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Following the previous articles  showing that US salaries are on the rise, here is another interesting piece  showing that wages are rising at a pace that is faster than 2% y/y.

The  Average Hourly Earnings component of the Non-Farm Payrolls report seems to be the outlier. If it catches up, the Fed could raise rates earlier than currently predicted. Here are key data that point higher. Can we see a rate hike in March?

Jim O’Sullivan, chief US economist at High Frequency Economics  wrote for FT Alphaville. Here are key points of the article, followed by additional points of my own. You are of course welcome to read in  entirety:

  • Personal income data show wages per hour are up more than 3% y/y.
  • Total wage income encompasses a 2% growth rate in hours worked, is up 5% y/y.
  • The compensation series used to measure unit labor costs is up more than 3%on a per hour basis.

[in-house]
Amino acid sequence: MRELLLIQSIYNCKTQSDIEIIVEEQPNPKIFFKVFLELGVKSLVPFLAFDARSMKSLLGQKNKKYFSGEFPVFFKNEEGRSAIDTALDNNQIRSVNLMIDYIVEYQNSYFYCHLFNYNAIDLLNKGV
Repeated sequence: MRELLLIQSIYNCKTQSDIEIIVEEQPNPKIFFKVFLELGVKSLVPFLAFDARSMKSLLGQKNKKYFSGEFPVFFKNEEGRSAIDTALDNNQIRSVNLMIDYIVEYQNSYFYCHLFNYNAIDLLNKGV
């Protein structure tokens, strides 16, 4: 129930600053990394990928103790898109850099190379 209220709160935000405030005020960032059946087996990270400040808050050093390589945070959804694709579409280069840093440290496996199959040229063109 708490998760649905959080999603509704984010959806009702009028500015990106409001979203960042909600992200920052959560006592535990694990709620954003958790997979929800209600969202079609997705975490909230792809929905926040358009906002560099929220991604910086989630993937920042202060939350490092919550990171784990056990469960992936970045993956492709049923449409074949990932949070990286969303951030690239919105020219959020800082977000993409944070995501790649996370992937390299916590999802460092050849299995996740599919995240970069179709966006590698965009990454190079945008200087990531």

• The Employment Cost Index is up 2.3%, but is currently at the highest pace since 2008. More about the ECI development here.
  • Data on tax receipts show a rise of 5-6%, along the lines of the 5%+ rise in the aforementioned total wages report.
  • Quits are at the highest since 2008, and this is certainly a sign of confidence.
  • And also the fall in unemployment shouldn’t be frowned upon. Quoting directly from the article: “inflation and wages are lagging indicators and unemployment is falling rapidly. The unemployment rate was 7.2% twelve months ago; the 1.4-point decline in the past year is the largest in 30 years”.
  • Employment is growing at twice the rate of the working age population.

More evidence, that doesn’t appear in the article, coming from the independent measure by ADP, which shows that  wages are rising faster than  officially measured.

At this point of unemployment in the past, the Fed raised rates. History doesn’t fully repeat itself, and neither does the participation rate, which is quite low. So, past correlations may not work in the exact same way, but they can certainly provide a clue.

We can also expect people at existing jobs to receive raises at the beginning of the year, as it is customary in many companies.

So can we expect to see the Average Hourly Earnings rise in early 2015,  be reflected in the  NFPs for January and February and can this result in a rate hike in March 2015?

We’ll know soon enough.